May God be gracious to us and bless us
and make his face shine on us—
so that your ways may be known on earth,
your salvation among all nations. -Psalm 67:1-2
One crisp fall day, when I was much younger, my freind Pete and I walked into the gallery inside the art museum where Pete declared, “look it’s a Picasso! That’s so cool.”
It was neat to finally see some of the masterpieces that we had studied in our sixth grade Art Appreciation class.
“Hey” I said, “let’s go see the post-impressionist’s collection, I’ve heard it’s amazing.” I almost had an out-of-body experience when we saw what was perhaps Vincent Van Gogh’s most famous painting, ‘The Starry Night’ — painted from the window of his insane aslyum. The colors and shapes were incredible; yellows and blues that expressed an ethereal kinetic energy — the painting seemed to actually be moving.”
It was so beautiful I felt it in my soul, and the desperation and hope of the artist; a tormented being, struggling with bipolar disorder, searching for the grace of God.
Seeing “The Starry Night” and other original art masterpieces for the first time was a special moment, but my appreciation wasn’t complete without knowing something about the artists. I wanted to understand their stories. Who were these artists, what were their lives about? A masterpiece without a master was just another great painting.
I think the desire to understand the artist behind the art is human nature, like the desire to elevate heroes and champions. I wondered; where had this need originated? Was this some biological adaptation, or was it a seed that had been planted in our soul?
As a small boy, I loved and appreciated art, especially the artists. My mother and even some of her freinds were artists. These were all wonderfully interesting people that I wanted to emulate. So as a young man I became something of an artist myself; even building my identity upon how people responded what my gift enabled me to create. Years later I finally understood that while it was glorious to revel in the gifts that had been bestowed upon me, my greatest joy was found in worshipping the source of all gifts — it was God, the giver!
God was the source of every good thing. But for some reason, in times of need or apathy, instead of turning toward God first, I would often turn to the things that God had created in order to find joy. Each time I did, eventually I wound up disappointed. Temporary happiness, it turned out, was no substitute for eternal joy.
God was, and is, and will always be the greatest artist. His art is the creation and everything in it. Remarkably, we too are creative — being made in God’s image. In this way we were made for fellowship with God, and incredible as this sounds, we have a lot in common with the greatest source of power in all existence! Everything in God’s creation was made to reflect God’s glory. The splendor of the natural world, the smile of a child, acts of human kindness or creativity, and even our ingenuity; these are all wonderful expressions of God. Yet none of these amazing and wonderful things are actually God.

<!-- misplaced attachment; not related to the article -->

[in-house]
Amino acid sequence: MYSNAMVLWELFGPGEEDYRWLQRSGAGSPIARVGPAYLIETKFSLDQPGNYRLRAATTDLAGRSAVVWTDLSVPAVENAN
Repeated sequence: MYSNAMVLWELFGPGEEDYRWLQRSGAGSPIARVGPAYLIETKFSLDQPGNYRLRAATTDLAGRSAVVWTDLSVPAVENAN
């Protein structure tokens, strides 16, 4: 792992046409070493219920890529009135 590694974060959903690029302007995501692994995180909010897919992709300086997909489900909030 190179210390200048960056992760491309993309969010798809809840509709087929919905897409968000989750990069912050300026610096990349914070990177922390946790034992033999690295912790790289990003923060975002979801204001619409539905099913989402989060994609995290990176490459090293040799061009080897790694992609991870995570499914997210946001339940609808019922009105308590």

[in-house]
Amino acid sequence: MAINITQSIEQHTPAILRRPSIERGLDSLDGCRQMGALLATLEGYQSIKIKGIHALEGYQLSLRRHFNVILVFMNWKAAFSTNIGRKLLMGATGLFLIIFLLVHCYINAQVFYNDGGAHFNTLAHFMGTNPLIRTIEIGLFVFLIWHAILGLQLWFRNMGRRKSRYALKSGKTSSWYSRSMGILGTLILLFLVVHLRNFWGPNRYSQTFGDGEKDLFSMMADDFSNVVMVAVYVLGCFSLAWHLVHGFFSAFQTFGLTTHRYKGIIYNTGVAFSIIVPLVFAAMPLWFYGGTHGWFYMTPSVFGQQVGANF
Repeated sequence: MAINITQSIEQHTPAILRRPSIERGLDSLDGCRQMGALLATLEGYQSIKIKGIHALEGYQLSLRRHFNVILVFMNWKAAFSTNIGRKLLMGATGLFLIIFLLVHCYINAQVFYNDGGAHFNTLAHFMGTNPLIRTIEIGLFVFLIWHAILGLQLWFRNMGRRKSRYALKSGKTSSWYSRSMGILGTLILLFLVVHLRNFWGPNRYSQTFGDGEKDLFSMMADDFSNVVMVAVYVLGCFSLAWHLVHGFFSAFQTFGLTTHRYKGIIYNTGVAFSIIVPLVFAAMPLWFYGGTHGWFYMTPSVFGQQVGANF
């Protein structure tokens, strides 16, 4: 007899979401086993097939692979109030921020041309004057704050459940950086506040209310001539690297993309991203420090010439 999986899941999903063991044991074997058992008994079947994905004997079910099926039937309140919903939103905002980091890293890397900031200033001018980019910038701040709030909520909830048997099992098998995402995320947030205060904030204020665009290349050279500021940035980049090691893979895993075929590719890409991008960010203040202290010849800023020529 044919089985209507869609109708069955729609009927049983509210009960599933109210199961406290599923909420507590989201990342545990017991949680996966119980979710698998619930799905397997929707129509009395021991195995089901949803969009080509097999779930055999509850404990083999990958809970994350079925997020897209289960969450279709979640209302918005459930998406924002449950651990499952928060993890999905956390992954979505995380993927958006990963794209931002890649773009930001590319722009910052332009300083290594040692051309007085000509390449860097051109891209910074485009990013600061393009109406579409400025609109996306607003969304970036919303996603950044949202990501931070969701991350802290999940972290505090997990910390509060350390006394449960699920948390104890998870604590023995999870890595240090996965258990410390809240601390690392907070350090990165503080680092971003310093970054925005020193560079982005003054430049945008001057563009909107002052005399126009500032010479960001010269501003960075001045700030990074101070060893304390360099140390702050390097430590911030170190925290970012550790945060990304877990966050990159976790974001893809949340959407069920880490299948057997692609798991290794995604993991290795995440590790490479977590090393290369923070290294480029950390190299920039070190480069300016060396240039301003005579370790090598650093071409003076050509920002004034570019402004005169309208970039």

Humans are God’s finest work, and we are designed for fellowship with God, and to point to, and Glorify God. We are meant to worship the Creator, not the creation — and especially not ourselves!
God wants to be known by us so that we might become complete. By knowing God we discover that we are able to have an actual relationship with the creator of heaven and earth. This is a dynamic relationship. Supernatural as this relationship may be, remarkably, it also occurs on a personal human level. It is a relationship that involves the deepest love possible — God’s love for us. This love is expressed in the person of Jesus the Christ; as God who became a man and died willingly to connect us back to Himself; and as our Heavenly Father who allows us to become his children through our faith, by his grace, as we receive His Holy Spirit. We come to experience God as three persons in one godhead — the mysterious Trinity, which reflects the eternal, the personal, and the spiritual nature of God. He is the source of endless and complete joy which is available to us all.